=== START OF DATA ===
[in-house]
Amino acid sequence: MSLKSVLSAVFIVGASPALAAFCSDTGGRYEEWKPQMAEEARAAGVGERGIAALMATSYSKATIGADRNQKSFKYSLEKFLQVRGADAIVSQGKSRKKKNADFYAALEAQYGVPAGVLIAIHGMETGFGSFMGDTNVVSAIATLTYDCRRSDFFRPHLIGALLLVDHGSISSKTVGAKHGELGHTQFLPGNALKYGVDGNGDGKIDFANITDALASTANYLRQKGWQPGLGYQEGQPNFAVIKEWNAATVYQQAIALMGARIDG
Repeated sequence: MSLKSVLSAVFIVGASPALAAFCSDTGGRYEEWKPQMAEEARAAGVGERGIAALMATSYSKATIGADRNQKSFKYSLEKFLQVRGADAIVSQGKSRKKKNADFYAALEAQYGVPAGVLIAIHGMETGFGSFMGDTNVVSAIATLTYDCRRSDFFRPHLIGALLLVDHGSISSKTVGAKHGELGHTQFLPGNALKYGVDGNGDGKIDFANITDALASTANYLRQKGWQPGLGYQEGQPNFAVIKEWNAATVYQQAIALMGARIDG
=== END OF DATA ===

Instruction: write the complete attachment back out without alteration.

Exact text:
[in-house]
Amino acid sequence: MSLKSVLSAVFIVGASPALAAFCSDTGGRYEEWKPQMAEEARAAGVGERGIAALMATSYSKATIGADRNQKSFKYSLEKFLQVRGADAIVSQGKSRKKKNADFYAALEAQYGVPAGVLIAIHGMETGFGSFMGDTNVVSAIATLTYDCRRSDFFRPHLIGALLLVDHGSISSKTVGAKHGELGHTQFLPGNALKYGVDGNGDGKIDFANITDALASTANYLRQKGWQPGLGYQEGQPNFAVIKEWNAATVYQQAIALMGARIDG
Repeated sequence: MSLKSVLSAVFIVGASPALAAFCSDTGGRYEEWKPQMAEEARAAGVGERGIAALMATSYSKATIGADRNQKSFKYSLEKFLQVRGADAIVSQGKSRKKKNADFYAALEAQYGVPAGVLIAIHGMETGFGSFMGDTNVVSAIATLTYDCRRSDFFRPHLIGALLLVDHGSISSKTVGAKHGELGHTQFLPGNALKYGVDGNGDGKIDFANITDALASTANYLRQKGWQPGLGYQEGQPNFAVIKEWNAATVYQQAIALMGARIDG